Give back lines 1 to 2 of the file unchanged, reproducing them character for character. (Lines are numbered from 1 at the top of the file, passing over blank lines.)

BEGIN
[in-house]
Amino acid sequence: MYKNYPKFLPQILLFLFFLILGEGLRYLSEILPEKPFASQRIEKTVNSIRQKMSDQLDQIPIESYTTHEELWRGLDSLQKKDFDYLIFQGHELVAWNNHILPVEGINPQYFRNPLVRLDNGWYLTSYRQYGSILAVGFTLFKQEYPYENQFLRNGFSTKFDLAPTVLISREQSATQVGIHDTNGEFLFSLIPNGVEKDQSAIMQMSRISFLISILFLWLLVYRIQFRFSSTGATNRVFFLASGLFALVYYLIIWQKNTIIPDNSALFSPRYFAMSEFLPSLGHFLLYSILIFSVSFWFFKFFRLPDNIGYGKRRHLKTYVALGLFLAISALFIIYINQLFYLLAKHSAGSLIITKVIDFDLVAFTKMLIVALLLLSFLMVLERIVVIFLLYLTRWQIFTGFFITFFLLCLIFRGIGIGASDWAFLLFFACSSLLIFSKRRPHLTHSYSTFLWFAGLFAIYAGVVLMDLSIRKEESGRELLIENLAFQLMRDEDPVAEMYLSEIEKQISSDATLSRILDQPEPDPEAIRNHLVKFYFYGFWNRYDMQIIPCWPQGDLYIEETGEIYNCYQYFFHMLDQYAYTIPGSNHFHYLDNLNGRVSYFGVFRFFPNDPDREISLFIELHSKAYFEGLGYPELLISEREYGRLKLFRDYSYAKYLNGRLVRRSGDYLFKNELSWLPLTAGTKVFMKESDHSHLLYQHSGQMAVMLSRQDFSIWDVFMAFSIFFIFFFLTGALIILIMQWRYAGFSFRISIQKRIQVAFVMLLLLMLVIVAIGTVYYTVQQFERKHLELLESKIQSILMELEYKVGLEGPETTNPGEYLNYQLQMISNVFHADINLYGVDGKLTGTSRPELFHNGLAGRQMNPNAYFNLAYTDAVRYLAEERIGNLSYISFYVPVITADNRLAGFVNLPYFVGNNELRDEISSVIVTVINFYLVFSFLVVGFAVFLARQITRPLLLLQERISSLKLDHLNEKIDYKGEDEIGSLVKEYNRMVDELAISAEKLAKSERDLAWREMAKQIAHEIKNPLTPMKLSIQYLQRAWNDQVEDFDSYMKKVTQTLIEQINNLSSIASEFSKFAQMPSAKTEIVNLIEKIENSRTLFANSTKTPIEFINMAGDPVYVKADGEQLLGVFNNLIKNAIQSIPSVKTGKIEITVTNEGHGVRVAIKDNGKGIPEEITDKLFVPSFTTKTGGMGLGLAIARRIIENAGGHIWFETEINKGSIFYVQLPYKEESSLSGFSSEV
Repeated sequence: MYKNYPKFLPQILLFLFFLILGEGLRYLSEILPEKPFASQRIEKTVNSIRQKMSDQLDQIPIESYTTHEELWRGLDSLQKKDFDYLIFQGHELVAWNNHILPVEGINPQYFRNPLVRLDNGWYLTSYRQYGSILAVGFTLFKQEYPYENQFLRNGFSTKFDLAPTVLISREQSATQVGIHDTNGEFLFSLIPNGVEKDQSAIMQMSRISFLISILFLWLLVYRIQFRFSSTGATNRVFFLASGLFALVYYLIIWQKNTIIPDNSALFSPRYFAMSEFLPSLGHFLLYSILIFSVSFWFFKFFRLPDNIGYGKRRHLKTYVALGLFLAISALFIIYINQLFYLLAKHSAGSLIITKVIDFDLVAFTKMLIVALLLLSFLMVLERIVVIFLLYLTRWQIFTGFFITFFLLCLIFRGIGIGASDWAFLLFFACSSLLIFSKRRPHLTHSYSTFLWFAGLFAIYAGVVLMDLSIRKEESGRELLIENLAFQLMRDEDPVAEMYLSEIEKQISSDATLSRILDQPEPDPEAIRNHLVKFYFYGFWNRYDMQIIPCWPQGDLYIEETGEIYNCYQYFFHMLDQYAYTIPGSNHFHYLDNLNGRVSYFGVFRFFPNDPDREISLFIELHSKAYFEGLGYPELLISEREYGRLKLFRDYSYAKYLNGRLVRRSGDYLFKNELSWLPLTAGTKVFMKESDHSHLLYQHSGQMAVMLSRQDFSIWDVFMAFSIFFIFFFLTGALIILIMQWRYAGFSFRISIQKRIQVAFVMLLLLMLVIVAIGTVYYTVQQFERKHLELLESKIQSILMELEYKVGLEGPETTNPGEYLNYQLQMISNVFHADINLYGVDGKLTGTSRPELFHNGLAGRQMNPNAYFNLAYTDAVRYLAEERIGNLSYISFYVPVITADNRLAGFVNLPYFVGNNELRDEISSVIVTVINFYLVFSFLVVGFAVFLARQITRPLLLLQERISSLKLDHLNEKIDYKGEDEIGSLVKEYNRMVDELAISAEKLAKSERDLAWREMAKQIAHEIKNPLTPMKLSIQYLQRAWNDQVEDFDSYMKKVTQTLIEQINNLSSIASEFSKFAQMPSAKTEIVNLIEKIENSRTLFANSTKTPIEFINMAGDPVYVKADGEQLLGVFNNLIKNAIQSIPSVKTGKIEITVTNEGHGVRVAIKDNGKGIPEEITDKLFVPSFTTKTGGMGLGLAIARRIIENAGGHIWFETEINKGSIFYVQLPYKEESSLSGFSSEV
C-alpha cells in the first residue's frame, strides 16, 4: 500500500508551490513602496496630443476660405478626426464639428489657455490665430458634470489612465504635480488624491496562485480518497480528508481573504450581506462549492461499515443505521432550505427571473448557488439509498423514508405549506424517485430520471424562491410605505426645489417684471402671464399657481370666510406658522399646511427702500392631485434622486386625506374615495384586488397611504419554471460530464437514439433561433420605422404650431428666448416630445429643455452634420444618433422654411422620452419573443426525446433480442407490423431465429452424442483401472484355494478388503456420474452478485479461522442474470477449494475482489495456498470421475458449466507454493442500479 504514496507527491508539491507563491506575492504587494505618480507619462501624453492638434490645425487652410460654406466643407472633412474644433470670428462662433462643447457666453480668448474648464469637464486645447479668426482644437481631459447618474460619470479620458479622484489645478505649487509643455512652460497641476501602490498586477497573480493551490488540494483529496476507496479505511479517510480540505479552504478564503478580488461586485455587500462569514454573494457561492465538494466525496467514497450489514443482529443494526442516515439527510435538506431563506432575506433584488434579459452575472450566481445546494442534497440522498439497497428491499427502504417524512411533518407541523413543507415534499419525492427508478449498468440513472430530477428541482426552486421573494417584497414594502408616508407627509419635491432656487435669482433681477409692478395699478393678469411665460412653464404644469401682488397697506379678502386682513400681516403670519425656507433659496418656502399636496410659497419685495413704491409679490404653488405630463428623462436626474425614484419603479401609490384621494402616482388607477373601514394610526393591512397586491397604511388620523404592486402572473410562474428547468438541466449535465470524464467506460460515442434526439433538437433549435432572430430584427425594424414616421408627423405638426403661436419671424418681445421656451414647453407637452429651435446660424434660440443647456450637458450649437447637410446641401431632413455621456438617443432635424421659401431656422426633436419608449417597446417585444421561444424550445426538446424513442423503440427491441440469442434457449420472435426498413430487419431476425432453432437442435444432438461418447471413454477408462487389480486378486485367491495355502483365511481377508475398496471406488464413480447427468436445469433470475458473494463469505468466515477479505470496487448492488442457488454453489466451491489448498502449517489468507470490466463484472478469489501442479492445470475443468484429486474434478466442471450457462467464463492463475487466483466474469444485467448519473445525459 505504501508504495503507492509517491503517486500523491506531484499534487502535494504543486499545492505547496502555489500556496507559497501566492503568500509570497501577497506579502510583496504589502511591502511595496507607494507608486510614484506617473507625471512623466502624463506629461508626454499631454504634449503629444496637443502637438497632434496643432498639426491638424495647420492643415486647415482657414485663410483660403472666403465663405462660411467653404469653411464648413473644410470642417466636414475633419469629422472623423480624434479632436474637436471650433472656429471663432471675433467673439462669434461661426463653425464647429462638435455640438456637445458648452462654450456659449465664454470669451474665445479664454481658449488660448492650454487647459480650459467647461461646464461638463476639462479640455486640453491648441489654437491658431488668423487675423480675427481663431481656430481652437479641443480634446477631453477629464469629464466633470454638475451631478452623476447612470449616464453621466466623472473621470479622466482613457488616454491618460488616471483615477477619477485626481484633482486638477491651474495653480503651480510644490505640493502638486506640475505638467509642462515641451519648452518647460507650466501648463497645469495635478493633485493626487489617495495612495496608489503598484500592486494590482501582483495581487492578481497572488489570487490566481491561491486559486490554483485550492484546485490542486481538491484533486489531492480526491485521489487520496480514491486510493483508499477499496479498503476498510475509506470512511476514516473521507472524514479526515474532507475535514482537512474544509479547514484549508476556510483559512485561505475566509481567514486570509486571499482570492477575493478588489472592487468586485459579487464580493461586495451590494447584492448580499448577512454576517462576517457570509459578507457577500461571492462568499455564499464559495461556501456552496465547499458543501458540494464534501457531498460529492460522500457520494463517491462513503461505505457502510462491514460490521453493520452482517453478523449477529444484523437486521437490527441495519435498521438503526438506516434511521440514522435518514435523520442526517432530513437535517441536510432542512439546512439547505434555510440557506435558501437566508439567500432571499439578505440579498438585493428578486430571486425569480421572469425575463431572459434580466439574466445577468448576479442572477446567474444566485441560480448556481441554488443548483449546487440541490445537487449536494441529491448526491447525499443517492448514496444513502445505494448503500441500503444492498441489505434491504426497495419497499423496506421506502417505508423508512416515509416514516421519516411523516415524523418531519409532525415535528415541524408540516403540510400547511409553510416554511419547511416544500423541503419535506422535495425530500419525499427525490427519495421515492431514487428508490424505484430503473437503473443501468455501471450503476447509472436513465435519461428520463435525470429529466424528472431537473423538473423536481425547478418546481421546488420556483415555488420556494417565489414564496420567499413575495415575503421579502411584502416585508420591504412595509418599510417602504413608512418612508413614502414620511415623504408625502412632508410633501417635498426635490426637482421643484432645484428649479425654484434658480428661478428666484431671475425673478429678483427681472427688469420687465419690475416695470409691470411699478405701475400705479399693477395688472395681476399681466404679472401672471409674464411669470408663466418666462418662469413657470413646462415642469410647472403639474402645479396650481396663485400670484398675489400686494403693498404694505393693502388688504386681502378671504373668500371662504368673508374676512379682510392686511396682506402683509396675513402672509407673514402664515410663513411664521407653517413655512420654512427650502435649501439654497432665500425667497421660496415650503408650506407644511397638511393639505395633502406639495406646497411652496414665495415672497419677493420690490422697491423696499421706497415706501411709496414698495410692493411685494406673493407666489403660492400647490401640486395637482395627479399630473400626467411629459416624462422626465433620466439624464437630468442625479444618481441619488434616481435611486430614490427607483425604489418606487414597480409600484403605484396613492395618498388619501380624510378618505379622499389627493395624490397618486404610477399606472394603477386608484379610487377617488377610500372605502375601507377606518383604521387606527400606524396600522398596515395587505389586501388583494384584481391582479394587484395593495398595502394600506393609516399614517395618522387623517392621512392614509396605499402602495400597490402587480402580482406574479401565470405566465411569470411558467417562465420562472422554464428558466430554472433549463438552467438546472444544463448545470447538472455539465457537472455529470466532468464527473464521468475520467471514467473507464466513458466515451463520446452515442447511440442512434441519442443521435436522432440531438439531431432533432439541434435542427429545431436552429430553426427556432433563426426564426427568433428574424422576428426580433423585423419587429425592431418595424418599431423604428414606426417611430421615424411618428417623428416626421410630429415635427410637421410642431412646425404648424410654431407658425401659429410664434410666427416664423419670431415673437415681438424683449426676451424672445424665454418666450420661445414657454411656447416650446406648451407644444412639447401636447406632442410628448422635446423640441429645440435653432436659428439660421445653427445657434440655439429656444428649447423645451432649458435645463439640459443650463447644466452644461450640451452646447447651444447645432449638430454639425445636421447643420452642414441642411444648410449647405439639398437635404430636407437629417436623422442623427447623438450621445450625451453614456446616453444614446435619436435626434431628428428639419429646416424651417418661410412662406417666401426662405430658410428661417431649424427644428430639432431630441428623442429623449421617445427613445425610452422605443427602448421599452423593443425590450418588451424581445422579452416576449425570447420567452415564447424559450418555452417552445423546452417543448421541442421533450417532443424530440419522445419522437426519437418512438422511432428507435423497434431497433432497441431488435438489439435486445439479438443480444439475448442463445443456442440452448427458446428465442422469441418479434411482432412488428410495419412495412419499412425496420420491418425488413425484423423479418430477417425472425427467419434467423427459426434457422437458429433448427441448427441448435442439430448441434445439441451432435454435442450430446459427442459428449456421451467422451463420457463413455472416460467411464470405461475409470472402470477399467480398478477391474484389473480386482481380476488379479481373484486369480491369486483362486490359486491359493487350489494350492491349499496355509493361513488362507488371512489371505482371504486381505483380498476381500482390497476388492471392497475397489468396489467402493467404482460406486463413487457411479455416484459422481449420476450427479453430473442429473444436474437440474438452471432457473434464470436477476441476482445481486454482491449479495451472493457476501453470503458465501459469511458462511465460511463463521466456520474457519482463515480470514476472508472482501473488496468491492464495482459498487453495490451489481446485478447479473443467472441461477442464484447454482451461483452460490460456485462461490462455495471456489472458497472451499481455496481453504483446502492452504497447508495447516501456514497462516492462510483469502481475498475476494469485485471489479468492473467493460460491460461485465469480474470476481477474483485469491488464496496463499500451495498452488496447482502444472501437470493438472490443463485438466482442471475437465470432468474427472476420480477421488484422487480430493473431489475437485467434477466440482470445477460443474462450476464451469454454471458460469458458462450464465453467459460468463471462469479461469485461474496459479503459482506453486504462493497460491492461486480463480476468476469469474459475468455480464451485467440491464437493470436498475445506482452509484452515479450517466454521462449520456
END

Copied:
[in-house]
Amino acid sequence: MYKNYPKFLPQILLFLFFLILGEGLRYLSEILPEKPFASQRIEKTVNSIRQKMSDQLDQIPIESYTTHEELWRGLDSLQKKDFDYLIFQGHELVAWNNHILPVEGINPQYFRNPLVRLDNGWYLTSYRQYGSILAVGFTLFKQEYPYENQFLRNGFSTKFDLAPTVLISREQSATQVGIHDTNGEFLFSLIPNGVEKDQSAIMQMSRISFLISILFLWLLVYRIQFRFSSTGATNRVFFLASGLFALVYYLIIWQKNTIIPDNSALFSPRYFAMSEFLPSLGHFLLYSILIFSVSFWFFKFFRLPDNIGYGKRRHLKTYVALGLFLAISALFIIYINQLFYLLAKHSAGSLIITKVIDFDLVAFTKMLIVALLLLSFLMVLERIVVIFLLYLTRWQIFTGFFITFFLLCLIFRGIGIGASDWAFLLFFACSSLLIFSKRRPHLTHSYSTFLWFAGLFAIYAGVVLMDLSIRKEESGRELLIENLAFQLMRDEDPVAEMYLSEIEKQISSDATLSRILDQPEPDPEAIRNHLVKFYFYGFWNRYDMQIIPCWPQGDLYIEETGEIYNCYQYFFHMLDQYAYTIPGSNHFHYLDNLNGRVSYFGVFRFFPNDPDREISLFIELHSKAYFEGLGYPELLISEREYGRLKLFRDYSYAKYLNGRLVRRSGDYLFKNELSWLPLTAGTKVFMKESDHSHLLYQHSGQMAVMLSRQDFSIWDVFMAFSIFFIFFFLTGALIILIMQWRYAGFSFRISIQKRIQVAFVMLLLLMLVIVAIGTVYYTVQQFERKHLELLESKIQSILMELEYKVGLEGPETTNPGEYLNYQLQMISNVFHADINLYGVDGKLTGTSRPELFHNGLAGRQMNPNAYFNLAYTDAVRYLAEERIGNLSYISFYVPVITADNRLAGFVNLPYFVGNNELRDEISSVIVTVINFYLVFSFLVVGFAVFLARQITRPLLLLQERISSLKLDHLNEKIDYKGEDEIGSLVKEYNRMVDELAISAEKLAKSERDLAWREMAKQIAHEIKNPLTPMKLSIQYLQRAWNDQVEDFDSYMKKVTQTLIEQINNLSSIASEFSKFAQMPSAKTEIVNLIEKIENSRTLFANSTKTPIEFINMAGDPVYVKADGEQLLGVFNNLIKNAIQSIPSVKTGKIEITVTNEGHGVRVAIKDNGKGIPEEITDKLFVPSFTTKTGGMGLGLAIARRIIENAGGHIWFETEINKGSIFYVQLPYKEESSLSGFSSEV